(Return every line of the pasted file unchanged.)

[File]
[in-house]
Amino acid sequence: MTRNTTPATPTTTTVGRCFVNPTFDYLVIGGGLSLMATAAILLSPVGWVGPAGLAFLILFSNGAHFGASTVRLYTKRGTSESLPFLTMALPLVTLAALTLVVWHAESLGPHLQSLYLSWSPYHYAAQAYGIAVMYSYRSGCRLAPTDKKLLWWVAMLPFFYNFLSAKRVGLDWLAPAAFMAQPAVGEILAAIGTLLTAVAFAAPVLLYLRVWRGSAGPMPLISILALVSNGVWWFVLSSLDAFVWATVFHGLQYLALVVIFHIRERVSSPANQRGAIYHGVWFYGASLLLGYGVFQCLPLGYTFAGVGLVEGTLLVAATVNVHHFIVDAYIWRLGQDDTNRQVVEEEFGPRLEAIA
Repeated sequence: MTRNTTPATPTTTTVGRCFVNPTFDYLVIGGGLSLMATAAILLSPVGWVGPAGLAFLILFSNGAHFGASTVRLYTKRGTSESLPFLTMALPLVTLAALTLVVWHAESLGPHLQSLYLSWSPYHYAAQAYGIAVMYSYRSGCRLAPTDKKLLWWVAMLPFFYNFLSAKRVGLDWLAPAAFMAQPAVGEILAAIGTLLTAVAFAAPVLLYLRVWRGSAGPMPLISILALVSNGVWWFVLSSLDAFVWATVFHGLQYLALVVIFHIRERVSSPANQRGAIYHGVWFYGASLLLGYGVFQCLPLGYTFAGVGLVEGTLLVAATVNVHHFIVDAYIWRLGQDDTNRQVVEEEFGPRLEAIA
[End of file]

[in-house]
Amino acid sequence: MTRNTTPATPTTTTVGRCFVNPTFDYLVIGGGLSLMATAAILLSPVGWVGPAGLAFLILFSNGAHFGASTVRLYTKRGTSESLPFLTMALPLVTLAALTLVVWHAESLGPHLQSLYLSWSPYHYAAQAYGIAVMYSYRSGCRLAPTDKKLLWWVAMLPFFYNFLSAKRVGLDWLAPAAFMAQPAVGEILAAIGTLLTAVAFAAPVLLYLRVWRGSAGPMPLISILALVSNGVWWFVLSSLDAFVWATVFHGLQYLALVVIFHIRERVSSPANQRGAIYHGVWFYGASLLLGYGVFQCLPLGYTFAGVGLVEGTLLVAATVNVHHFIVDAYIWRLGQDDTNRQVVEEEFGPRLEAIA
Repeated sequence: MTRNTTPATPTTTTVGRCFVNPTFDYLVIGGGLSLMATAAILLSPVGWVGPAGLAFLILFSNGAHFGASTVRLYTKRGTSESLPFLTMALPLVTLAALTLVVWHAESLGPHLQSLYLSWSPYHYAAQAYGIAVMYSYRSGCRLAPTDKKLLWWVAMLPFFYNFLSAKRVGLDWLAPAAFMAQPAVGEILAAIGTLLTAVAFAAPVLLYLRVWRGSAGPMPLISILALVSNGVWWFVLSSLDAFVWATVFHGLQYLALVVIFHIRERVSSPANQRGAIYHGVWFYGASLLLGYGVFQCLPLGYTFAGVGLVEGTLLVAATVNVHHFIVDAYIWRLGQDDTNRQVVEEEFGPRLEAIA